Lost in the Movies (formerly The Dancing Image): NOT JUST O.J.: 7 Subjects in O.J.: Made in America (video essay)

Sunday, February 26, 2017

NOT JUST O.J.: 7 Subjects in O.J.: Made in America (video essay)


My first video essay of 2017 is finally available and it took a while to put together. As part of "Oscars on Fandor Month" it celebrates Ezra Edelman's 8-hour documentary O.J.: Made in America, which is nominated for Best Documentary in tonight's ceremony.



In order to analyze this film, I "cheated" and took two different approaches. The two-and-half minute introduction compares Made in America to its coincidental 2016 companion, the dramatized miniseries The People v. O.J. Simpson. Then, I move on to the primary approach: delineating seven subjects the film deals with besides O.J. Simpson, although they all involve him of course.

Here is my introduction to the video:



There are so many different paths to follow into Ezra Edelman’s documentary O.J.: Made in America that one almost doesn’t know where to start. For the introduction to Not Just O.J., my contribution to this month’s “Oscars on Fandor” theme, I decided to begin with Made in America’s sister film – The People v. O.J. Simpson, also presented as a TV miniseries, also released in 2016, and also, of course, covering the criminal trial of athlete/actor O.J. Simpson in 1995. The differences are revelatory: People hones in exclusively on the trial, and while it presents us with intimate moments a documentary couldn’t, its narrow scope naturally excludes a much broader historical context. Made in America, on the other hand, not only stretches back to Simpson’s early days (and his later fall) but is also just as much about America, about pop culture, about the history of the LAPD and the African-American community, as it is about Simpson.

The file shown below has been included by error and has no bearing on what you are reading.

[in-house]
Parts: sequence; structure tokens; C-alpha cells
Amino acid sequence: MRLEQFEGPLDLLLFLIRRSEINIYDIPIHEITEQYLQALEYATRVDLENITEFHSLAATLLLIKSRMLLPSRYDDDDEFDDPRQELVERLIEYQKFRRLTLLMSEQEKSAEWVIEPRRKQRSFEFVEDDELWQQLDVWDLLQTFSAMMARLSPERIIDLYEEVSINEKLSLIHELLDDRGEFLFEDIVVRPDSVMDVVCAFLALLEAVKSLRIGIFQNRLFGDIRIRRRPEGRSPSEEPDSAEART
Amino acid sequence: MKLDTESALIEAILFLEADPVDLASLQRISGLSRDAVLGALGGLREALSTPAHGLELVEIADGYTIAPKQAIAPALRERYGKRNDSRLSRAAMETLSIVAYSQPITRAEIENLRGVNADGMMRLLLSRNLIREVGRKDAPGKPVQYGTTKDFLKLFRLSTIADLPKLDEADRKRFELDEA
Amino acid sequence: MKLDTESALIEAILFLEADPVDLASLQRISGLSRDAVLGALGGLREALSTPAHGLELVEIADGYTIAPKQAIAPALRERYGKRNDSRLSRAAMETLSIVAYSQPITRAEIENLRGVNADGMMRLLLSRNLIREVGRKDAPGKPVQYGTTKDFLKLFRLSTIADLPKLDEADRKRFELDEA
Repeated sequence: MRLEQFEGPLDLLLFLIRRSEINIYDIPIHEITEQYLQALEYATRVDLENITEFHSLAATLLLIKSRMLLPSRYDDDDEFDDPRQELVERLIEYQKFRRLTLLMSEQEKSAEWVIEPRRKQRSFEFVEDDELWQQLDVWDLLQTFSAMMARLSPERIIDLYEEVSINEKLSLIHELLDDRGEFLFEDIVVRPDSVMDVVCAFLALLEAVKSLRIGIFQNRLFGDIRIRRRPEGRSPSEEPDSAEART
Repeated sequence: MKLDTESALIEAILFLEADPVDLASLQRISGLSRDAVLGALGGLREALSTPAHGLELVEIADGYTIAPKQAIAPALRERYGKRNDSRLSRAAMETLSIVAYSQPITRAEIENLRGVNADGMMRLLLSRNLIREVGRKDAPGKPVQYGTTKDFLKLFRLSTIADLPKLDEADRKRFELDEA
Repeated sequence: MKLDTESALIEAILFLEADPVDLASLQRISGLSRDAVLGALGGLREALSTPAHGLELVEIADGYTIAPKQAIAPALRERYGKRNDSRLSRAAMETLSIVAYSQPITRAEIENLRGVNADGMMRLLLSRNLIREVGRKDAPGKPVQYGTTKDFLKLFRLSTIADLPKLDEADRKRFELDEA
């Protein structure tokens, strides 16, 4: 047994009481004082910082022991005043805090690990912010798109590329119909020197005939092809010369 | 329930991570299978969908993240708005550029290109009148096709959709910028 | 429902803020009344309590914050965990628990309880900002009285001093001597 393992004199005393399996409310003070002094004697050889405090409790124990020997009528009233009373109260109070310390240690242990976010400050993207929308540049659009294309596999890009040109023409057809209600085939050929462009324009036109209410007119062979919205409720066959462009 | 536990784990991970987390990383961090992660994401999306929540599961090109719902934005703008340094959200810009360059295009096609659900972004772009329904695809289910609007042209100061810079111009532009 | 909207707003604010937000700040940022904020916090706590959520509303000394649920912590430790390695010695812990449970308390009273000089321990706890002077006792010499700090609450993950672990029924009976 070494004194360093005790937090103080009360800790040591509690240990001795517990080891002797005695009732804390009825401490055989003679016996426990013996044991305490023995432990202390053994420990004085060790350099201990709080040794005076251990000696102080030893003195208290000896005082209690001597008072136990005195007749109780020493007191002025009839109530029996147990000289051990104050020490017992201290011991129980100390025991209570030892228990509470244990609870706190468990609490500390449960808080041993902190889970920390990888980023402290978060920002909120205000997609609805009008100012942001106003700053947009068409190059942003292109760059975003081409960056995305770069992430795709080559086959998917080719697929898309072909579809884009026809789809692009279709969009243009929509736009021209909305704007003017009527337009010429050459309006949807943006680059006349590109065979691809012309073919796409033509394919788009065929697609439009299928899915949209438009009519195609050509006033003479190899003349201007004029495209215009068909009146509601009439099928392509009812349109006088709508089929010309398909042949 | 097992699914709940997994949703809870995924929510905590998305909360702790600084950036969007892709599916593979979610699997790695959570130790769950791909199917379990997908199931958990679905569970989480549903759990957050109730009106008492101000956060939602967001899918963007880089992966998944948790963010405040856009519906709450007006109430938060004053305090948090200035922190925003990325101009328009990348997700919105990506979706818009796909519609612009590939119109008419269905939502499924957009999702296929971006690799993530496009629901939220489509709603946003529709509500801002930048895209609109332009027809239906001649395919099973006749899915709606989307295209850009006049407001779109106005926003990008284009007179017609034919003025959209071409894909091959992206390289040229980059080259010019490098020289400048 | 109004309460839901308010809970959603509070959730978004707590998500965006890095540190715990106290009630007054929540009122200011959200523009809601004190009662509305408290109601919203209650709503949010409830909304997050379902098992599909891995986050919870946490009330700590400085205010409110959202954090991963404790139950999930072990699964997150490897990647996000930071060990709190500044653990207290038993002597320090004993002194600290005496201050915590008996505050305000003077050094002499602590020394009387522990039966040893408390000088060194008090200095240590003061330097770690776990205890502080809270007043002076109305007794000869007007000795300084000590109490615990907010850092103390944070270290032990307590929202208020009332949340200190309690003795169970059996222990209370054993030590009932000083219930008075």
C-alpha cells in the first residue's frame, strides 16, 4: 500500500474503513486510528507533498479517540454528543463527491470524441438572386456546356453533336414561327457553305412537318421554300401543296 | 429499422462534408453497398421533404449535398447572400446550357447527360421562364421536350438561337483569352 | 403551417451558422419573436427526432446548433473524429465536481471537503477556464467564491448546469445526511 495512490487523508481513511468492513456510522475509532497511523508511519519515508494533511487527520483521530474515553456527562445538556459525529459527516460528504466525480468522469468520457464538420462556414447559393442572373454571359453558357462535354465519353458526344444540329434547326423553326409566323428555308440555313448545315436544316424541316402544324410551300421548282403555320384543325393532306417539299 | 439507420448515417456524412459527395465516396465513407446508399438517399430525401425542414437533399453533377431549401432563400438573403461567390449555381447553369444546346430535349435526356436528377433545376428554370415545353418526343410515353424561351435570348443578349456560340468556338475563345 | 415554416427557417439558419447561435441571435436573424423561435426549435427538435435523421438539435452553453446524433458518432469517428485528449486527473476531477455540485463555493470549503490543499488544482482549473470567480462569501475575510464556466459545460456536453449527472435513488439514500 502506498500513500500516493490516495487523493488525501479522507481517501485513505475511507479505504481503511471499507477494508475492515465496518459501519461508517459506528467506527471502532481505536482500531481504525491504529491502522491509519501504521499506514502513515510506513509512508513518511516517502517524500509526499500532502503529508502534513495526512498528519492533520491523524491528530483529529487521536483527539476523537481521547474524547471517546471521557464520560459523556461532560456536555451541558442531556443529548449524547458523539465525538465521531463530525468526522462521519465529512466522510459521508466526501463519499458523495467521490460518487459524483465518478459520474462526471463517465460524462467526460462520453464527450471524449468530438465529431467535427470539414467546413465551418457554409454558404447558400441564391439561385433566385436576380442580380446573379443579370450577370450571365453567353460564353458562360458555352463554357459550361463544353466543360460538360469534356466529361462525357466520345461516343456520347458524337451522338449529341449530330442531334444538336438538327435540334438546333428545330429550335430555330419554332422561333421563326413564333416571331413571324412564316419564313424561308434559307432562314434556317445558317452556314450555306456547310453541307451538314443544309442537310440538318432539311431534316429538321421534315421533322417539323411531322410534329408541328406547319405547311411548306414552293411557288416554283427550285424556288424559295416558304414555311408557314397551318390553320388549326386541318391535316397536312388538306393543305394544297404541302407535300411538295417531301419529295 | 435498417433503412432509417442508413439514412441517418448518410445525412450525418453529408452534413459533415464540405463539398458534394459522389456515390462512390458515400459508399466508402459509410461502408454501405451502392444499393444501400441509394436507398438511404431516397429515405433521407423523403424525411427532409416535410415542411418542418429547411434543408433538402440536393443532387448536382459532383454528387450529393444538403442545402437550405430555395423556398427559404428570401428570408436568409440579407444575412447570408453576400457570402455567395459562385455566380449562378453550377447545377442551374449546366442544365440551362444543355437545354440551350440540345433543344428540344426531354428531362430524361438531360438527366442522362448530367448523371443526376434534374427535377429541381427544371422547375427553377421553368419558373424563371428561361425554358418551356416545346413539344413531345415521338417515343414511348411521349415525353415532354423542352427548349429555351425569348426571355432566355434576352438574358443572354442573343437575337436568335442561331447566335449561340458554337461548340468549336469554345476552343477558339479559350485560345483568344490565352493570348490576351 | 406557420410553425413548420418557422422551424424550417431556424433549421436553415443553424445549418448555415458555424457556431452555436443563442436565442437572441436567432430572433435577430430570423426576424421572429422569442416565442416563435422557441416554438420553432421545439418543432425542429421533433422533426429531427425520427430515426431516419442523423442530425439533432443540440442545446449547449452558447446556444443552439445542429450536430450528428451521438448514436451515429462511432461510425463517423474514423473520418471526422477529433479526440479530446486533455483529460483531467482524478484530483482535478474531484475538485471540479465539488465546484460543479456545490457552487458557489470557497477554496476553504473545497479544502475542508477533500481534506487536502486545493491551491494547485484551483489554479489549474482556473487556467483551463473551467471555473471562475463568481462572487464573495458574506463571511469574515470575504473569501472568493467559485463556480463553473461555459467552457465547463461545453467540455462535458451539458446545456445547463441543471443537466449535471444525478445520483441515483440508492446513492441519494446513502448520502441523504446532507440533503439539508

For the bulk of this video essay, I’ve isolated seven subjects masterfully explored by this film: sports, media, Los Angeles, class, abuse, police, and race. Isolating each in turn, while also examining how they intersect, I’ve attempted to pay critical justice to Edelman’s thematic ambition. With this work, he’s arguably created the Great American Documentary, a film that’s not just masterful in its own right, but an awesome evocation of American society in all its grandeur and horror – leading right up to our own tumultuous time. Not Just O.J. is a tribute to and analysis of Edelman’s unique accomplishment in crafting a film that – despite its length and televisual origin – managed to earn a Best Documentary nomination from the Academy Awards and is a favorite to win on Sunday. Truthfully, however, Made in America deserved to take home the Best Picture, not just the Documentary, prize – I can’t imagine a movie that better captures the state of our nation through such a sharp lens.
This was a busy week on the video front. I uploaded ten older videos to my YouTube channel for the first time: Learning to Look (eye contact in Satyajit Ray's The Big City), 4 Times Back to the Future: Welcome to Hill Valley, The Passion of Anna Karina, Manufacturing Dreams: The Quay Brothers' STREET OF CROCODILES, Come, Sweet Death (The Phantom Carriage/Wild Strawberries), The Medium & The Message: 7 Forms of Filmmaking in Lynne Sachs' STATES OF UNBELONGING, The Colors of DAISIES, Meshes of Lynch (Maya Deren & David Lynch), 6 Years in America: Louis Malle's GOD'S COUNTRY, and Mirrors of Kane ch. 1: Meeting Kane.

I also discovered that Learning to Look and 6 Years in America had been restored to Fandor's Vimeo channel after disappearing in January. And finally, I am happy to announce that yesterday 7 Facts About Twin Peaks: Fire Walk With Me, already by far my most popular work in any medium, crossed over the 100,000-view mark, a major milestone for me personally. That video, by the way, was very much a template for Not Just O.J. (and both share their "7 Things About" structure with the Lynne Sachs video). I'm particularly proud that its march to that number was so steady and consistent - rather than rely on one single rush of traffic, it keeps attracting viewers day after day. Thanks to everyone who watched and shared that video over the past couple years.

Update 2018: The video is now on my YouTube channel as well:


Here are some images from Not Just O.J.:


















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